What’s the difference between a Residential and a Commercial RCD?

Prior to 2018 residential RCDs did not always have the same fault current rating (fault current rating is measured in kA) as industrial and commercial RCDs. Residential RCDs typically have a fault current rating of 4.5kA, commercial and industrial RCDs must have a fault rating of 6kA or more. kA is essentially the strength of the RCD, so how much ‘fault current’ it can handle. 4.5kA means the RCD can handle 4.5kA of ‘fault current.’ Commercial and industrial RCDs rated at 6kA or more can handle 6kA of ‘fault current.’ If the fault current is exceeded, the RCD will most likely be damaged and subsequently not operate as it’s intended.

In the image below, the curve in the graph represents a fault in an electrical circuit resulting in an RCD to trip.

  • If the RCD was rated at 4.5kA, you can see the ‘fault current’ exceeds the rating of the RCD
  • If the RCD was rated at 6kA, the ‘fault current’ is within the RCD rating

Regular testing of RCDs will ensure that the operation of the RCD hasn’t been compromised. When an RCD trips due to ‘fault current’ greater than the RCD’s kA rating, the RCD could become damaged and may not pass an RCD test.

The installation of 4.5kA rated RCDs in residential was banned in 2018. 6kA is now the minimum standard in all residential and commercial and industrial environments.

In some industrial environments 10kA RCDs or more are installed as 6kA aren’t sufficient enough for particular circuits. 10kA RCDs would be typically found on protected sub mains or underground circuits where the ‘fault current’ may be much higher under fault conditions.

During RCD testing, it’s important to check the ‘kA rating,’ to ensure it meets the requirements of the installation. If not, it must be reported to building management so a decision can be made as to whether the RCD is to be replaced or retained.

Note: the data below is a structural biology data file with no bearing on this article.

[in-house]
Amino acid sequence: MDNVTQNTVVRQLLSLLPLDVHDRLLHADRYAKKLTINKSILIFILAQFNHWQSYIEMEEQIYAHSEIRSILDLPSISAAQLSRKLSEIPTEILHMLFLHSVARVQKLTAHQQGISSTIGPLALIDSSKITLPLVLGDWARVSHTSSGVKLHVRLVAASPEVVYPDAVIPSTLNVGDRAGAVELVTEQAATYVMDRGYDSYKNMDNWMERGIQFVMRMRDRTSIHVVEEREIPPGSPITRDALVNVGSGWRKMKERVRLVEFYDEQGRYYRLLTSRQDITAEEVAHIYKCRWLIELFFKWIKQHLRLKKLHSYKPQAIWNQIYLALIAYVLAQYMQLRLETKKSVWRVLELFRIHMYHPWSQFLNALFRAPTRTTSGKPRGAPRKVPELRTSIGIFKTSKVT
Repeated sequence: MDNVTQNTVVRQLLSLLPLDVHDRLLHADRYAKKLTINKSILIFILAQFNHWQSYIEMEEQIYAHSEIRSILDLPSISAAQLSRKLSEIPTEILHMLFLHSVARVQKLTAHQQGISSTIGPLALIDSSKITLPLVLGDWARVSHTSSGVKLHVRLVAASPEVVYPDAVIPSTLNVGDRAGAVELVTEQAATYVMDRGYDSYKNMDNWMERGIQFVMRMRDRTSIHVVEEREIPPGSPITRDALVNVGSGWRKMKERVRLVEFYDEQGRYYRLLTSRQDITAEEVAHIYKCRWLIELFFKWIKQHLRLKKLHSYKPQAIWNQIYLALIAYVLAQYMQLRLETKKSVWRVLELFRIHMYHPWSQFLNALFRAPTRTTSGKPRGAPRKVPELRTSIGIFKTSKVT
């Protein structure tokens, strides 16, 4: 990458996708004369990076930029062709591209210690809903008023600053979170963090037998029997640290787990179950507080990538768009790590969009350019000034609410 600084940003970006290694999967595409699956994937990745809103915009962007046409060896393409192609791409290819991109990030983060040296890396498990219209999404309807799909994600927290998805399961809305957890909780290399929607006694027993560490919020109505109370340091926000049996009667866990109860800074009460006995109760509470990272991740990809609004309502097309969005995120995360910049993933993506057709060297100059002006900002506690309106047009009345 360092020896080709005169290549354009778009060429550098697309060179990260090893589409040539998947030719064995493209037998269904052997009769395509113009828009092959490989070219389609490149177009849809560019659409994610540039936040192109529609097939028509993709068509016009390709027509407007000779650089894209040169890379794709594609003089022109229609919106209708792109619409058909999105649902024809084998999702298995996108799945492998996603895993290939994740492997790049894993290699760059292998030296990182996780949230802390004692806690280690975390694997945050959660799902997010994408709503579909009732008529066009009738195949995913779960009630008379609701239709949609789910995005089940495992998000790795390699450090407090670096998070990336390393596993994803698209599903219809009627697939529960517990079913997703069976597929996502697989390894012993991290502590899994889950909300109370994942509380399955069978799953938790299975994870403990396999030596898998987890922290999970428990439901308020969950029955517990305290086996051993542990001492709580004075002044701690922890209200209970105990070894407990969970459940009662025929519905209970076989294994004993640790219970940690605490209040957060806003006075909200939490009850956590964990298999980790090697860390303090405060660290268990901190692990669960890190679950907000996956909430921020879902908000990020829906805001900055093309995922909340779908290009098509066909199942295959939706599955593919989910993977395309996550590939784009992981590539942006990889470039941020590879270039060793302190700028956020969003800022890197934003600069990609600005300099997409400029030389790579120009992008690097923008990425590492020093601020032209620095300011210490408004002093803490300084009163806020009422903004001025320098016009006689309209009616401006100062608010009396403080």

Diagram 1


Diagram 1 identifies the components and ratings of an RCD:

– Trip Sensitivity – at what level of fault the RCD will trip
– Operating Voltage – the Intended Voltage the RCD is designed to operate.
– Fault Rating – kA rating as just explained
– Overload Rating – if the circuit draws more than 16A the RCD will trip like a circuit breaker
– Test Button – used to mechanically trip the RCD for testing purposes
– ON/OFF Toggle – used to control the operation of the RCD

Last financial year Prolux Electrical Contractors tested over 250,000 RCDs in Victoria and Queensland. All part of their electrical PPM contracts.

Why it’s important to know your RCDs

It’s not an uncommon occurrence to find incorrect type RCDs installed during testing. This may be due to multiple reasons, most often tenant engaged residential or construction electricians with no specialist training in commercial and industrial installations. That’s why it’s important that electricians who specialise in such maintenance are engaged for Planned Preventative Maintenance (PPM).


Prolux have the knowledge to undertake thorough kA rating RCD testing. For the safety of your building and its occupants call 1800 800 880 today for Planned Preventative Maintenance.